Conflicting advice on when to move outdoors.

Discussion in 'Raising Baby Chicks' started by Hatrick, May 15, 2009.

  1. Hatrick

    Hatrick Chillin' With My Peeps

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    I read another post on here that said you have to wait until they're six to eight weeks to move them to an outdoor coop and that they still need lighting outdoors for another four weeks after that.

    I guess everyone has their own ideas about this but do I really need to wait that long? I thought it was closer to four to five weeks and I never heard anything about lighting once they're outside. I believe by June that the temp's should be fine for them to be alright.

    Although this is Canada, snow is always an option in June. [​IMG]
    I'm kidding...it really doens't snow here in the summer I promise.

    Would love other opinions on this.
     
  2. Shay1327

    Shay1327 Chillin' With My Peeps

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    I moved my 5 wk old meaties outside, and my coop doesn't have power so no light and I live in WNY. Have to say they are all doing fine, doesn't seem to effect their appetites lol. And I have a Mama who doesn't seem to have a problem keeping her 2wk old chicks out there, so I think its whatever works for you and your flock.
     
  3. vtsarahb

    vtsarahb Chillin' With My Peeps

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    I moved my chicks (standard-sized layers) out to the coop when they were 3 weeks old, and they are doing great. I still keep a heat lamp on in there at night though, because it's been in the 40s at night here.
     
  4. Chicken Fruit

    Chicken Fruit Chillin' With My Peeps

    Feb 25, 2009
    Echo Homestead
    Its not rocket science. If they are feathered out (4-5 weeks) and you have a decent sized group (6+) they dont need anything in June in our outside of Canada.

    If its going to get down into the 30's at night, just turn on a heat lamp into one corner so they have some heat available to sit under.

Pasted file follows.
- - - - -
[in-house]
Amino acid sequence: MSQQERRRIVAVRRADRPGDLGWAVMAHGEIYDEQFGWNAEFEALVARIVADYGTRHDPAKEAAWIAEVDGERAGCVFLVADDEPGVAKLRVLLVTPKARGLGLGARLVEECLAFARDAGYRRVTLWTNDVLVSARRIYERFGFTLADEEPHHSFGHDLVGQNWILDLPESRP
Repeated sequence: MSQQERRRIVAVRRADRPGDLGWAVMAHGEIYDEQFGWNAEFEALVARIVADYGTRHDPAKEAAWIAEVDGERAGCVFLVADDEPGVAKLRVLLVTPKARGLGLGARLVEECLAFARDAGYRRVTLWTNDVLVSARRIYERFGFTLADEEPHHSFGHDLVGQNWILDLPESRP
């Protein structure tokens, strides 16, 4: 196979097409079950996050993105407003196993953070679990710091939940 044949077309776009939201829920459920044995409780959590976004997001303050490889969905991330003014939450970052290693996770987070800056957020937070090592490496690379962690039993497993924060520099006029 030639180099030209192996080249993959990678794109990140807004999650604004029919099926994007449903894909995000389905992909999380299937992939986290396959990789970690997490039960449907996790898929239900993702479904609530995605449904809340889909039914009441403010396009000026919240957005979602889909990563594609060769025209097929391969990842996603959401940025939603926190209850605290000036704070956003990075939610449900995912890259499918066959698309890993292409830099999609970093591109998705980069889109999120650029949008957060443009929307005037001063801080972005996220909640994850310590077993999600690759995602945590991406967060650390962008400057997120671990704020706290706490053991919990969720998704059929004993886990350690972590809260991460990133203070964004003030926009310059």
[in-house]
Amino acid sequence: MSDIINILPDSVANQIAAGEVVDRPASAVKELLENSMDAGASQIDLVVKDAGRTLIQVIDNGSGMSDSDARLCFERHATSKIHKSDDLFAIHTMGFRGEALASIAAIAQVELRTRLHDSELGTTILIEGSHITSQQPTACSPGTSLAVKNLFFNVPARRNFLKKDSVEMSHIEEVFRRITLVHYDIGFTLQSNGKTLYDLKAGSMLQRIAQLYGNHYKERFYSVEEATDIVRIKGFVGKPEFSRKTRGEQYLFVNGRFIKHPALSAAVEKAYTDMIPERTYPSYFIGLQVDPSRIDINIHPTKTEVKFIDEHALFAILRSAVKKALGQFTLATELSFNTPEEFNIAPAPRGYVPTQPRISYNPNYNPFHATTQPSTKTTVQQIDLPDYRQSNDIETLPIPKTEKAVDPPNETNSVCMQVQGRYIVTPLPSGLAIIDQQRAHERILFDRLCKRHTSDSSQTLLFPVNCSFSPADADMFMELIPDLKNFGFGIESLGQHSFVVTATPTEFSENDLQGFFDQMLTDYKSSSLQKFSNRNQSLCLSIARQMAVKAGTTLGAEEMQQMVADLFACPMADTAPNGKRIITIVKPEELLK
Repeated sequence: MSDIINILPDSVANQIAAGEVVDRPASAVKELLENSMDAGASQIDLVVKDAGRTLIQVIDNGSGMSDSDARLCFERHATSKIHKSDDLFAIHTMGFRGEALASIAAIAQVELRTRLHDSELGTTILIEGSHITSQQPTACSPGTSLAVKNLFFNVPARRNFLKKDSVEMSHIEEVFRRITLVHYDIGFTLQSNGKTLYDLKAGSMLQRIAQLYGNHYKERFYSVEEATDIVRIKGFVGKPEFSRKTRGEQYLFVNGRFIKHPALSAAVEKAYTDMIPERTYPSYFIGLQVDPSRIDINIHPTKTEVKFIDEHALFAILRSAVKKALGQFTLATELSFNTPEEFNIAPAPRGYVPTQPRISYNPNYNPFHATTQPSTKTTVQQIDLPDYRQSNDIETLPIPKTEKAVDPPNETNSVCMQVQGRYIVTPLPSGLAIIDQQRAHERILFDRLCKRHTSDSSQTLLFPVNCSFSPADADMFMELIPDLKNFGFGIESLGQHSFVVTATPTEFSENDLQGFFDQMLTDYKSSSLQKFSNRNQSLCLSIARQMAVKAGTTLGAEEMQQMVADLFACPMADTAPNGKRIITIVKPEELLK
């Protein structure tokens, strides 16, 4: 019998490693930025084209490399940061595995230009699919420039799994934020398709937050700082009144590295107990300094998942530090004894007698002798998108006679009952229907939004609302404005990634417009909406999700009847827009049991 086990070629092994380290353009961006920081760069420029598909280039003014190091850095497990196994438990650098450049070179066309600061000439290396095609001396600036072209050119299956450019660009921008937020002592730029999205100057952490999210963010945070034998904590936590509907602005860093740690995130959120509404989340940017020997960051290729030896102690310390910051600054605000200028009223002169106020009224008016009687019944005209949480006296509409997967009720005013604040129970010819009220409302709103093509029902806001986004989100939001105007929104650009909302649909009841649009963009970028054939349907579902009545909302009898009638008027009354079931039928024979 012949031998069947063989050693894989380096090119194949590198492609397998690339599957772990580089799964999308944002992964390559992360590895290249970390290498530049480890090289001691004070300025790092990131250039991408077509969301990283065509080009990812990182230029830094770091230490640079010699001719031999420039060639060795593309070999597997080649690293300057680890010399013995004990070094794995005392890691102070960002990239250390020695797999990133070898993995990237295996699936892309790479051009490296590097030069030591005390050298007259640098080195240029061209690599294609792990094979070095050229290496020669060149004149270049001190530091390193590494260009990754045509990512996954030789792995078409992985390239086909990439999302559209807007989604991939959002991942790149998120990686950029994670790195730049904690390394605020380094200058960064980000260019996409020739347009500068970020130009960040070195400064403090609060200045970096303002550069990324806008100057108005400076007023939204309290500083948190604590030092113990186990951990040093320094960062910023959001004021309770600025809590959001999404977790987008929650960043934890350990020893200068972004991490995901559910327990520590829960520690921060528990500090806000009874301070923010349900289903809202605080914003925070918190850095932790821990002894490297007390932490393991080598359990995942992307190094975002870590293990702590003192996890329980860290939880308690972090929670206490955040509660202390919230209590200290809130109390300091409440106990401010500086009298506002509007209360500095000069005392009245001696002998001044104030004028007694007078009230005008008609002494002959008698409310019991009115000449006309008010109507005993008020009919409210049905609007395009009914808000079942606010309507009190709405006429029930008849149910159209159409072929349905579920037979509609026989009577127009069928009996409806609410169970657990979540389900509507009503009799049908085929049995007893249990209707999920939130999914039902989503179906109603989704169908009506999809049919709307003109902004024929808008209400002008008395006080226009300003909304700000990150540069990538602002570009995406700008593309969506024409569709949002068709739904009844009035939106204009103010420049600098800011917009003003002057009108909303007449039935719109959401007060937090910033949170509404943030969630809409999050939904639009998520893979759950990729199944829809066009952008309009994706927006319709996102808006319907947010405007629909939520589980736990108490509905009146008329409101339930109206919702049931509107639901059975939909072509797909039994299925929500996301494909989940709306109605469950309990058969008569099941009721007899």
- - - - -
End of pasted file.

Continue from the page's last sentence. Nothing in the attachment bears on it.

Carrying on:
But really, 4-5 weeks is plenty old enough to put chicks outside. I always have mine out in their 4th week. My first batch this particular year was my earliest batch, they went into the coop in march. We're in upstate NY 3 hours from canada, its always snowing in march here. And freezing. They had box on its side near a corner under the nesting boxes, and the heatlamp in that area so the heat would be trapped there.


    Waiting until theyre older is just insanity. Unless you have just two birds and can stuff them in a pet carrier in the kitchen at night or something....
     
  5. gumpsgirl

    gumpsgirl Overrun With Chickens Premium Member

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    At four or five weeks, they should be kept at temps that are 80 or 75 degrees. During the daytime the will more than likely be fine, but at night you might just need to add a heat lamp to the coop for them.

    I have moved some of my chicks out to the coop brooder in March at 1 wk. old here. The temps. were still fairly cold (we received quite a bit of snow the beginning of March here) but the brooder is draft free and I had a heat lamp in there for them. They did just fine.

    Bottom line is, as long as you keep their temps where they need to be, they will do fine indoors or out. [​IMG]